by Elaine Chao


September 19, 2013

Over the past three tutorials in this series about the Floral Matchmaker sample, I’ve talked about animating with the timeline, using the scalable stage in conjunction with a resizable iframe, and creating dynamic colors.  This next post steps away from Edge Animate specifically and into JavaScript to explain how one might efficiently put together a randomized game board.

My game is a very simple match-2 game that has 12 pairs of colors.  The user flips over one token and then another.  If they match, the tokens stay on the flower; if they don’t match, the tokens turn back over so that they’re hidden again.  While I could have laid out a static layout, I thought it would be a more interesting game to play (if not test!) if the game board were randomized so that no one, not even the developer, knew the order of the colors underneath the token.

This article is intended for users of Animate who have some knowledge of coding in JavaScript.

Topics covered in this article:

  • Animate symbol scope
  • the code panel
  • Javascript objects
  • Javascript random number generation
  • Javascript arrays

The screen shots and project files from this post are based on Edge Animate CC, which is available for a free 30 day trial via the Adobe Creative Cloud and is included in any paid subscription to the Adobe Creative Cloud.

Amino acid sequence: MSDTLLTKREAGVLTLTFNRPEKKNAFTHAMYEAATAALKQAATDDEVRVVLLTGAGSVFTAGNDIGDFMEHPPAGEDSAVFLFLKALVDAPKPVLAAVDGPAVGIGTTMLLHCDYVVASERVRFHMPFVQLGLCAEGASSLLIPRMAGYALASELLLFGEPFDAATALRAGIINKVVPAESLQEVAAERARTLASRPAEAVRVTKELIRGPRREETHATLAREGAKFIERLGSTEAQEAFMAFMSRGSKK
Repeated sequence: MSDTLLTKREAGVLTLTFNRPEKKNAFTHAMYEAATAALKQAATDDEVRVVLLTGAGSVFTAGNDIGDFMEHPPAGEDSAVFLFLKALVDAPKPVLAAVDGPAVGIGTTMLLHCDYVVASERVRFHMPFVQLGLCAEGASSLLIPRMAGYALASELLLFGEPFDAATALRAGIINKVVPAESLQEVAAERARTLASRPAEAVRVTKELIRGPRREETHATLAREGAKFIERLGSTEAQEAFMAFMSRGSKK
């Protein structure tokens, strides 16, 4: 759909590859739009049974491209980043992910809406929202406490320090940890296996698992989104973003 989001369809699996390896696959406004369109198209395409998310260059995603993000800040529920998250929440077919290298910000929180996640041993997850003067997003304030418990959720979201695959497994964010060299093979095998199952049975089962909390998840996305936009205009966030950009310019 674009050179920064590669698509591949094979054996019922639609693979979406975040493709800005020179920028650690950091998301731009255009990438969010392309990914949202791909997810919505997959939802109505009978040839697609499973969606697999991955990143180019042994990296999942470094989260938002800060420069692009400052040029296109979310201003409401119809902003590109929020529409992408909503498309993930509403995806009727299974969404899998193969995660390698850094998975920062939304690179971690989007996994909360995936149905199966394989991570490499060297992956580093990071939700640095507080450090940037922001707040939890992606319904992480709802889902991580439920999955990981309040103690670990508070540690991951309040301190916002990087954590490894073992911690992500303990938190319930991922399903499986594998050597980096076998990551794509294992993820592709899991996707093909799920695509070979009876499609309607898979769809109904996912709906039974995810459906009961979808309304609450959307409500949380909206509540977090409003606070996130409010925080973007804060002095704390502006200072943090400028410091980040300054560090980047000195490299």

Download the finished project files
See a live example


The Problem with Random Numbers

Some users have asked the question: “I have <a bunch of things> that I want to display in a random order, one after another.  How do I do that?”  Sometimes their first solution looks something like this:

  • Pick a question at random by selecting a random number
  • When the question is complete, pick another question at random by selecting a random number
  • Repeat the previous step as many times as you have questions

Anyone who has done this has probably experienced the problem of repeated questions, where the random numbers turn out to be: 20, 5, 1, 2, 6, 7, 7, 8, 8, 8, 8, 8, etc.  The problem is that we aren’t guaranteed 20 equally distributed random numbers when we use standard random number generation.  In my case, I wanted to ensure that I had 12 unique matching pairs.


Would You Like a Hash with That?

Let’s say I have five marbles, each a different color: blue, red, white, green, and yellow.  I want to make a list of five unique colors.  These marbles all go into a bag, and every time I draw from the bag, I take note of the color and then stick it back into the bag.

Here’s how I start my list:

  • draw a marble (red)
  • write the color of the marble on my list (red), put the marble back in the bag
  • draw a marble…

At this point, if it’s red, we can’t just repeat step 2, because my list wouldn’t be unique anymore.  So, I keep a second list.  Here’s what it looks like:

  • draw a marble (red)
  • write the color of the marble on my first list (red), and write the color of the marble on my second list.  Put the marble back in the bag
  • draw a marble (green)
  • check the second list to see if the color is on the list (no).  Since it’s not, add it to my first list (red, green), and add it to the second list (red/green).  Put the marble back in the bag.